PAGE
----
Success at Examination for Discovery | Ontario
Many plaintiffs worry about the examination for discovery. The truth is, this is an important part of your case. It is the first time the opposing lawyer hears from you directly. Not only will the lawyer form an impression of the strength of your case based on the facts you describe, but also the lawyer will be assessing how strong you are as a witness. Nevertheless, a little practice and preparation will go a long way toward success at the examination.
What is Examination for Discovery?
It is simply sworn testimony (questions and answers) given before a court reporter, usually at a court reporter’s office. The facility is generally like a conference room. Usually, all of the lawyers involved in the case are present. At the end of the examination, a transcript is often prepared. The transcript is a verbatim version of what was said at the examination.
Why Have Examination for Discovery?
There are three main reasons why the opposing lawyer wants to examine you. First, as mentioned above, the lawyer and his or her client want to size you up as a witness. How will the jury like you?
Second, they want to hear your version of the facts, straight from your mouth.
Third, they want you to commit to your story. Because you are giving sworn evidence, if you try to change your answers at trial, you will be cross-examined against what you said at examination for discovery. This is called being “impeached”. It hurts your credibility if your story is not consistent.
How Can You Succeed at Examination for Discovery?
(1) Tell the truth. The lawyers and investigators you are dealing with are very smart and very experienced. It is unlikely that you will get away with exaggerating or otherwise not telling the truth. In a personal injury case, that means you must admit to past injuries or medical incidents or conditions and you must not overstate your injuries.
(2) Stay focused. Some lawyers are aggressive. You will have no doubt that this is a formal legal proceeding. Other lawyers, however, are warm and friendly. Do not be fooled into thinking this is a casual conversation. You are there to answer the specific questions asked and nothing more. On breaks, you should not talk about anything personal in the presence of opposing counsel. No exceptions. Nothing said at discovery is “off the record”.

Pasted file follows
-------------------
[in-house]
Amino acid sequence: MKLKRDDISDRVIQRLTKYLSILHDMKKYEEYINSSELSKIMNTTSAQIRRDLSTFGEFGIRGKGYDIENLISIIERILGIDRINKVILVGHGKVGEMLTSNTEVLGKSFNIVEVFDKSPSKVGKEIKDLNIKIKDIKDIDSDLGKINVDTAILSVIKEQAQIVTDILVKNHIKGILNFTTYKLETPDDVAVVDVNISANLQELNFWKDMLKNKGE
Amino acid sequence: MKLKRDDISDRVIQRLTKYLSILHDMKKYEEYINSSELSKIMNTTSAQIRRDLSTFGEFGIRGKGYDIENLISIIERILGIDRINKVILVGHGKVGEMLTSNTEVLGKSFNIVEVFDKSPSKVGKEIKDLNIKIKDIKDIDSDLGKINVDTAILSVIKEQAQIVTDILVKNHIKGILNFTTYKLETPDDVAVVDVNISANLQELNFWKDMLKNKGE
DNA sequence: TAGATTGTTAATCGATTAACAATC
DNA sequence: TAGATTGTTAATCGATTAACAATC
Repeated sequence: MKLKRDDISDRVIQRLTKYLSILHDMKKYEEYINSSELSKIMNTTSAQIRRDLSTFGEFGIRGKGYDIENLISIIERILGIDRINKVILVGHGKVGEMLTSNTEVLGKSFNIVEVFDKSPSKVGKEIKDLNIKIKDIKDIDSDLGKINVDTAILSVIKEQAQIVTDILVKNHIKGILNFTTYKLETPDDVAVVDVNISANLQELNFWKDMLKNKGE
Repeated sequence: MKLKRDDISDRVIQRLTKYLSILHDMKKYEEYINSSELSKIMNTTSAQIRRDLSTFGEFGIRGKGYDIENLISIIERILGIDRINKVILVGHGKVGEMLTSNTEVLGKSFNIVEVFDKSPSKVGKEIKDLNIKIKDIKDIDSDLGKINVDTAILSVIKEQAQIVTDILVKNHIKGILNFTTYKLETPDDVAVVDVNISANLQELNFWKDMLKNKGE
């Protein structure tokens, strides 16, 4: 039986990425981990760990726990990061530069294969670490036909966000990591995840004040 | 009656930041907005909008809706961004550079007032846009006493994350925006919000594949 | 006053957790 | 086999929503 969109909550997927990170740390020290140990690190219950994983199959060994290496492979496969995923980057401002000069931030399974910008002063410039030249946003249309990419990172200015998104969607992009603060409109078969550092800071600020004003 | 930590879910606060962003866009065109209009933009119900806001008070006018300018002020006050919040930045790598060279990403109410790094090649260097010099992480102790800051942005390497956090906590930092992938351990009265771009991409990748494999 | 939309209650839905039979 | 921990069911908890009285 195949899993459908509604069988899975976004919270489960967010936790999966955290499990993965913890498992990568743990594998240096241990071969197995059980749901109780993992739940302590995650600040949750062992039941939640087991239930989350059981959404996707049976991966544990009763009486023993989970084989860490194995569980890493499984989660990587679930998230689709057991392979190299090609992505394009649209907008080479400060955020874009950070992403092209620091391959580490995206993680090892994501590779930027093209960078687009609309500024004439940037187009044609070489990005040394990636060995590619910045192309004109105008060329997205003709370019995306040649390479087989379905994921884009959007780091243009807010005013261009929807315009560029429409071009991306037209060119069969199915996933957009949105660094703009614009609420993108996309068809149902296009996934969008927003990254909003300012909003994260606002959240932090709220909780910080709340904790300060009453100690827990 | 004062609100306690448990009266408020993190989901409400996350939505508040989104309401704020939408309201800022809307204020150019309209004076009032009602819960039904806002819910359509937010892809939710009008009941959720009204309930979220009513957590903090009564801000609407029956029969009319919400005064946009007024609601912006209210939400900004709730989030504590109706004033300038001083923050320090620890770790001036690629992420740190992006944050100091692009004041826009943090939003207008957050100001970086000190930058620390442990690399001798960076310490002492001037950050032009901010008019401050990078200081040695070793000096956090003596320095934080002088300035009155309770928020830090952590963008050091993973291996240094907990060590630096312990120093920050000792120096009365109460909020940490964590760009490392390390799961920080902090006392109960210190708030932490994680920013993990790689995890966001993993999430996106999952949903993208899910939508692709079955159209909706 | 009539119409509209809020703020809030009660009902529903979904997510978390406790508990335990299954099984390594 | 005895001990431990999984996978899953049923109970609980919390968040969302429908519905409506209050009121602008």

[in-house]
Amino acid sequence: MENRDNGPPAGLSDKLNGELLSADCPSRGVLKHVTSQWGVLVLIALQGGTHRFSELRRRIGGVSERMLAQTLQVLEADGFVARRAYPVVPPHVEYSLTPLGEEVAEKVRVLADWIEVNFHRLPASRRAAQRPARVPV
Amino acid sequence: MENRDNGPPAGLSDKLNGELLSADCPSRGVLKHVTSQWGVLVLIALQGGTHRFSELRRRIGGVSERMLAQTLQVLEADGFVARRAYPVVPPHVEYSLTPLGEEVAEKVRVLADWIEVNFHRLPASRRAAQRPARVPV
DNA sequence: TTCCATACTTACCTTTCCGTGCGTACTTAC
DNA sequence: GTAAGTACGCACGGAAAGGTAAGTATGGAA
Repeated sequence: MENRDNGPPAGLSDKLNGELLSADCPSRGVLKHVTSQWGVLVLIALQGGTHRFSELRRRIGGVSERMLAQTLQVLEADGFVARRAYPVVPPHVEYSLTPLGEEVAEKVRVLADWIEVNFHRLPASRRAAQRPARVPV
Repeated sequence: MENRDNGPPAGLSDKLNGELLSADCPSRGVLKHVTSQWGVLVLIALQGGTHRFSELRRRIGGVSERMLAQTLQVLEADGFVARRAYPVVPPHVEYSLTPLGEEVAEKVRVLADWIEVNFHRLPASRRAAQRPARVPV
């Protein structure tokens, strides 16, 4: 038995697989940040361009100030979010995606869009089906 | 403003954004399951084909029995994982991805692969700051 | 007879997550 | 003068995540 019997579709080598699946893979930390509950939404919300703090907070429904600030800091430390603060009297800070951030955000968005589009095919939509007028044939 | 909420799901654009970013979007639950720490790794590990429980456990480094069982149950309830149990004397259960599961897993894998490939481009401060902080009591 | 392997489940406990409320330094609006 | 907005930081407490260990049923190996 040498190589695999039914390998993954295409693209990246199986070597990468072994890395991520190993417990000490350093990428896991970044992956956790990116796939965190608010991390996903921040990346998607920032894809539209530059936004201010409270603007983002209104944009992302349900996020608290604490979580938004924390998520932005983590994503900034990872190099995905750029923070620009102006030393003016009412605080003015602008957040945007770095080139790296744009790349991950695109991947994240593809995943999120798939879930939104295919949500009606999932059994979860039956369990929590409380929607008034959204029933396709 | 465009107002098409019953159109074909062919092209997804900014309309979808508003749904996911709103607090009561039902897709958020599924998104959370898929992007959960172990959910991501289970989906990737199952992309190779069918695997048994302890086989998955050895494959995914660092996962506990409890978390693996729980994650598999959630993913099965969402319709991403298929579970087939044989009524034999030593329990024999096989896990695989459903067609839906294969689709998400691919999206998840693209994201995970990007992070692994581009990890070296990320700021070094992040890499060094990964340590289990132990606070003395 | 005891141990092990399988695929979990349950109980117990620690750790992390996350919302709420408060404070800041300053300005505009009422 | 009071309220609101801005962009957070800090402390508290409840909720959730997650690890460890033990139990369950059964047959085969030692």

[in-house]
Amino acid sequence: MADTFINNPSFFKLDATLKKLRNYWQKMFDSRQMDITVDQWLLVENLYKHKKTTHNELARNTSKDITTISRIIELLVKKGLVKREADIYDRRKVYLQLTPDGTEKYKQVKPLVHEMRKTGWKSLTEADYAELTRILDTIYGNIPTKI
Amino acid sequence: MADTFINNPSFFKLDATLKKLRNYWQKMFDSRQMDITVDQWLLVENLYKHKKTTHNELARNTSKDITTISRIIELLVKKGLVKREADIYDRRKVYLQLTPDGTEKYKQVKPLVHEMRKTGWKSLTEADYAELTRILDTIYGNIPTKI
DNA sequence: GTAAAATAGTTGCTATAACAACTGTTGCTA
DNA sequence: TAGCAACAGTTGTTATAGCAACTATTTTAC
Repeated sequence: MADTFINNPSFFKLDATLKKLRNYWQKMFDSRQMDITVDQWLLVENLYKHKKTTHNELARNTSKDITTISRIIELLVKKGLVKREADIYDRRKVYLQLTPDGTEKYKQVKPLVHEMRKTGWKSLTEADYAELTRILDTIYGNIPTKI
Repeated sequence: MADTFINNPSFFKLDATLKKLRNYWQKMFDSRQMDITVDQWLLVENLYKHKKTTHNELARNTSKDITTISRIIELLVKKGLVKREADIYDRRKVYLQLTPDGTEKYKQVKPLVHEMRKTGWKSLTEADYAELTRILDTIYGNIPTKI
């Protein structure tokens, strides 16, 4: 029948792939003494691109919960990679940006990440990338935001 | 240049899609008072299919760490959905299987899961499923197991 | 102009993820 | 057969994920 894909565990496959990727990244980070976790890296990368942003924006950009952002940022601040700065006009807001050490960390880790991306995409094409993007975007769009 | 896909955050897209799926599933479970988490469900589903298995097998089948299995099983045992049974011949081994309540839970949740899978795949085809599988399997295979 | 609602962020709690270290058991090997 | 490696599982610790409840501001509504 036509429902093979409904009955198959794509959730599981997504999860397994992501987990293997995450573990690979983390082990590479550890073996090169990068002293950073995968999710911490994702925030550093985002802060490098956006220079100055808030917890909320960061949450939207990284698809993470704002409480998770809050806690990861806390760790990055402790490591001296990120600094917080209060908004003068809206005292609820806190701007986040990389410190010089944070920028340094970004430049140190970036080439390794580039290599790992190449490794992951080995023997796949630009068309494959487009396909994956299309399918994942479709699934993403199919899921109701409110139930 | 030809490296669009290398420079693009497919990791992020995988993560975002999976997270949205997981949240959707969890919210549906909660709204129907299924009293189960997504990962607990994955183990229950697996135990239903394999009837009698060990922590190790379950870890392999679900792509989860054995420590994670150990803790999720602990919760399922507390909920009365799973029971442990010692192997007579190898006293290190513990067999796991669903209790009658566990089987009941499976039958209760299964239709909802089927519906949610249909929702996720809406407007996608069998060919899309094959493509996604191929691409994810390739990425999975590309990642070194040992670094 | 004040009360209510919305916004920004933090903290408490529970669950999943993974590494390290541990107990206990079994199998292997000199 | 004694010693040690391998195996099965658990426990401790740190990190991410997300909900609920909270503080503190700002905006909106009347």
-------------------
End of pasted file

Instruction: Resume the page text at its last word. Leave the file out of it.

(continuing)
(3) Listen to the questions. Do not answer a question you don’t understand. Do not start answering the question part way through. Don’t answer more than the question asks. If you listen to the question, these rules are pretty easy.
What Do You Do if You Don’t Know the Answer to A Question?
You answer: “I don’t know”. It is perfectly acceptable to tell the examiner that you don’t know the answer to the question. Discovery is not a memory test. And most importantly, you must not guess at any answer. Sometimes it is acceptable to approximate. For example, this is acceptable if you are estimating a car’s speed or a distance. Just be sure to clarify that it is an estimate.
What Does Your Lawyer Do While You Are Being Examined?
Your own lawyer ensures that you are fairly treated during the discovery. For example, they will make objections to questions that are improper. If your lawyer does not object, you should answer the question. Unfortunately, in a personal injury case there are subject matters you will be asked about that can be pretty personal. Even your sex life can be a reasonable topic in many cases. Be confident that your lawyer is making all legitimate objections.
You cannot have a private discussion with your lawyer during your examination for discovery. It is simply not allowed.
The main thing your lawyer is doing during your examination is planning what else needs to be done on the case. Often the discovery will highlight areas that need fleshing out. Your lawyer will be making a list of these areas and planning the next steps.
I hope this information has given you an overview of what to expect during your examination for discovery.
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